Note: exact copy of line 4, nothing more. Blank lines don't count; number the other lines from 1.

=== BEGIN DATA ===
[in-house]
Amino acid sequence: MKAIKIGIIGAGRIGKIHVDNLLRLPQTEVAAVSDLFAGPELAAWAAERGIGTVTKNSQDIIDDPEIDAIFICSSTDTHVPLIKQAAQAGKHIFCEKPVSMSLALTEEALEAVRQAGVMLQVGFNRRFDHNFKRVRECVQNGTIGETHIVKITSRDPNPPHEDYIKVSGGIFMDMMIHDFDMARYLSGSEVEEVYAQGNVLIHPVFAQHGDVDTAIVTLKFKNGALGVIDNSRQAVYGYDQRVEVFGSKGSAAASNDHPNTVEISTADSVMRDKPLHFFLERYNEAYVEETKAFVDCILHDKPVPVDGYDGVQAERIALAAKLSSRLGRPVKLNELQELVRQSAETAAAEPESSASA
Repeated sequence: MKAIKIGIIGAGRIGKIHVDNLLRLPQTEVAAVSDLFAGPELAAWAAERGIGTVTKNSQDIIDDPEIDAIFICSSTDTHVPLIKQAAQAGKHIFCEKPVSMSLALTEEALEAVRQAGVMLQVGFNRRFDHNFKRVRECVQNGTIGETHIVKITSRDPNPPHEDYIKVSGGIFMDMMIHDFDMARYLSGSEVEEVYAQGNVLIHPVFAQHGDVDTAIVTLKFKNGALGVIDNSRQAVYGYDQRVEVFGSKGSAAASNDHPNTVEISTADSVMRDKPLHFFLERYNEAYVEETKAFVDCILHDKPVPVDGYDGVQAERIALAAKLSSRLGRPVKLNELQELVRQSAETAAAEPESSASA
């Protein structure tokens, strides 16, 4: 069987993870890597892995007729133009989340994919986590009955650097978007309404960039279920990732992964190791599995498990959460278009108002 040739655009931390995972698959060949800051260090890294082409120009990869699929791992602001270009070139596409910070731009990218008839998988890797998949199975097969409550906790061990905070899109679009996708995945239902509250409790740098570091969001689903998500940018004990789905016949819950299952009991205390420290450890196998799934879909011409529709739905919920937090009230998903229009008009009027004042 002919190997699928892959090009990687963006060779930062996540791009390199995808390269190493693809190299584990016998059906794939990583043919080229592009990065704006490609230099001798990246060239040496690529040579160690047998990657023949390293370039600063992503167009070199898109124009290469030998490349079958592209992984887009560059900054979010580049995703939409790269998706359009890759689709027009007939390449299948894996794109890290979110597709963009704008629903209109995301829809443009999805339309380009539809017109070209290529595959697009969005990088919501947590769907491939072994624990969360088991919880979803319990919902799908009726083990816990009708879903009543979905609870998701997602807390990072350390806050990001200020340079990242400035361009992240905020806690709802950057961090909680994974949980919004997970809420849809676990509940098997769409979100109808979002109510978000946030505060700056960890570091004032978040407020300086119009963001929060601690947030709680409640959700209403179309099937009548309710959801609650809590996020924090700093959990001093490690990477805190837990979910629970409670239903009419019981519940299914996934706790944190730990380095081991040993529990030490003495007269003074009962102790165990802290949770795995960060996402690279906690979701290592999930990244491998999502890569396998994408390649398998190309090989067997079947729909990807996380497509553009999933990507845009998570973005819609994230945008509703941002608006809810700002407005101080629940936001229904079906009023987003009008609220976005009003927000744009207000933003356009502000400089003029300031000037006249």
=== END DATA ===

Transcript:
């Protein structure tokens, strides 16, 4: 069987993870890597892995007729133009989340994919986590009955650097978007309404960039279920990732992964190791599995498990959460278009108002 040739655009931390995972698959060949800051260090890294082409120009990869699929791992602001270009070139596409910070731009990218008839998988890797998949199975097969409550906790061990905070899109679009996708995945239902509250409790740098570091969001689903998500940018004990789905016949819950299952009991205390420290450890196998799934879909011409529709739905919920937090009230998903229009008009009027004042 002919190997699928892959090009990687963006060779930062996540791009390199995808390269190493693809190299584990016998059906794939990583043919080229592009990065704006490609230099001798990246060239040496690529040579160690047998990657023949390293370039600063992503167009070199898109124009290469030998490349079958592209992984887009560059900054979010580049995703939409790269998706359009890759689709027009007939390449299948894996794109890290979110597709963009704008629903209109995301829809443009999805339309380009539809017109070209290529595959697009969005990088919501947590769907491939072994624990969360088991919880979803319990919902799908009726083990816990009708879903009543979905609870998701997602807390990072350390806050990001200020340079990242400035361009992240905020806690709802950057961090909680994974949980919004997970809420849809676990509940098997769409979100109808979002109510978000946030505060700056960890570091004032978040407020300086119009963001929060601690947030709680409640959700209403179309099937009548309710959801609650809590996020924090700093959990001093490690990477805190837990979910629970409670239903009419019981519940299914996934706790944190730990380095081991040993529990030490003495007269003074009962102790165990802290949770795995960060996402690279906690979701290592999930990244491998999502890569396998994408390649398998190309090989067997079947729909990807996380497509553009999933990507845009998570973005819609994230945008509703941002608006809810700002407005101080629940936001229904079906009023987003009008609220976005009003927000744009207000933003356009502000400089003029300031000037006249």